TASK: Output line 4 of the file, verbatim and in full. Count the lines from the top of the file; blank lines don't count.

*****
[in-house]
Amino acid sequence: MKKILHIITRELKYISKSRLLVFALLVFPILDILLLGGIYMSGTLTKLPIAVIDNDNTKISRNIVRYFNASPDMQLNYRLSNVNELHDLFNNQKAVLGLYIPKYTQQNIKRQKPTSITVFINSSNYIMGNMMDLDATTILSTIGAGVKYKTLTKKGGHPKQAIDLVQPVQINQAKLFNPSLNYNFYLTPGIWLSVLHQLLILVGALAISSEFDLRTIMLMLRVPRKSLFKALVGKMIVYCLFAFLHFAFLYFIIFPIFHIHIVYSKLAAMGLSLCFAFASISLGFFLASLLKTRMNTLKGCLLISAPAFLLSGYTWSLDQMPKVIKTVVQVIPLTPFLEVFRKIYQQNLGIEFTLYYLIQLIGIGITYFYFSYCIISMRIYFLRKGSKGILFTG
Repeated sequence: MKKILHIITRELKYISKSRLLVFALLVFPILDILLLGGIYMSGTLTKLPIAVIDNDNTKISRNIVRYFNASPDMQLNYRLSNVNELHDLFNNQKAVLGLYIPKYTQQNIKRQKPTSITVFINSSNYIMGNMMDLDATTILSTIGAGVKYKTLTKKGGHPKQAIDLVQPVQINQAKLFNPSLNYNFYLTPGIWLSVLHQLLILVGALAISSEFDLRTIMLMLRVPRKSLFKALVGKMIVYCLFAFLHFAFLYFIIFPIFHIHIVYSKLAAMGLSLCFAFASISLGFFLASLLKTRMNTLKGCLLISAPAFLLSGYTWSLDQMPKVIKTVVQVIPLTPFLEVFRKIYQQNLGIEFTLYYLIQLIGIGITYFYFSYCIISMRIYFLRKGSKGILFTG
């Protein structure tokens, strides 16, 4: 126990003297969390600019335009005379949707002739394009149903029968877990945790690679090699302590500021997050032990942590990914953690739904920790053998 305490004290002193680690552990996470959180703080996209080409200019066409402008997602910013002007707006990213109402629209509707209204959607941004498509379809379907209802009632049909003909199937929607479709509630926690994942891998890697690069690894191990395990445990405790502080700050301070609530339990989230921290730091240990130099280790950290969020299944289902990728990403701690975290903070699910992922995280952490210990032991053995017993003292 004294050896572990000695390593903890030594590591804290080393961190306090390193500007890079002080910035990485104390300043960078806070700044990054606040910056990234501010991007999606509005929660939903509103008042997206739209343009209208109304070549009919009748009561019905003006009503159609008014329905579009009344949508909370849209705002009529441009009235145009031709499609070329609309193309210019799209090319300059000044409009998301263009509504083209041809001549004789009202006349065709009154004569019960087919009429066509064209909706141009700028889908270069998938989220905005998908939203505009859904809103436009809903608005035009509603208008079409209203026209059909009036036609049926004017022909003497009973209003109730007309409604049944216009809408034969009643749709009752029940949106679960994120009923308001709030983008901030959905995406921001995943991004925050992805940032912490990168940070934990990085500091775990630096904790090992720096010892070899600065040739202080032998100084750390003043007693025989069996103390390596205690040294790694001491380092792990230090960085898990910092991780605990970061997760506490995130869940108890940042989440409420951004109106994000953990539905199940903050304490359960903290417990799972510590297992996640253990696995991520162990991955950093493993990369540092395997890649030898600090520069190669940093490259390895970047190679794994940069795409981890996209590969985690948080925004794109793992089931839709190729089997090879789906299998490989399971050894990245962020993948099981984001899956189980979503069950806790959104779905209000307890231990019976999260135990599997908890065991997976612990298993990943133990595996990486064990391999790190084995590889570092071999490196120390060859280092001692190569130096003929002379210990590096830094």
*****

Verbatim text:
């Protein structure tokens, strides 16, 4: 126990003297969390600019335009005379949707002739394009149903029968877990945790690679090699302590500021997050032990942590990914953690739904920790053998 305490004290002193680690552990996470959180703080996209080409200019066409402008997602910013002007707006990213109402629209509707209204959607941004498509379809379907209802009632049909003909199937929607479709509630926690994942891998890697690069690894191990395990445990405790502080700050301070609530339990989230921290730091240990130099280790950290969020299944289902990728990403701690975290903070699910992922995280952490210990032991053995017993003292 004294050896572990000695390593903890030594590591804290080393961190306090390193500007890079002080910035990485104390300043960078806070700044990054606040910056990234501010991007999606509005929660939903509103008042997206739209343009209208109304070549009919009748009561019905003006009503159609008014329905579009009344949508909370849209705002009529441009009235145009031709499609070329609309193309210019799209090319300059000044409009998301263009509504083209041809001549004789009202006349065709009154004569019960087919009429066509064209909706141009700028889908270069998938989220905005998908939203505009859904809103436009809903608005035009509603208008079409209203026209059909009036036609049926004017022909003497009973209003109730007309409604049944216009809408034969009643749709009752029940949106679960994120009923308001709030983008901030959905995406921001995943991004925050992805940032912490990168940070934990990085500091775990630096904790090992720096010892070899600065040739202080032998100084750390003043007693025989069996103390390596205690040294790694001491380092792990230090960085898990910092991780605990970061997760506490995130869940108890940042989440409420951004109106994000953990539905199940903050304490359960903290417990799972510590297992996640253990696995991520162990991955950093493993990369540092395997890649030898600090520069190669940093490259390895970047190679794994940069795409981890996209590969985690948080925004794109793992089931839709190729089997090879789906299998490989399971050894990245962020993948099981984001899956189980979503069950806790959104779905209000307890231990019976999260135990599997908890065991997976612990298993990943133990595996990486064990391999790190084995590889570092071999490196120390060859280092001692190569130096003929002379210990590096830094």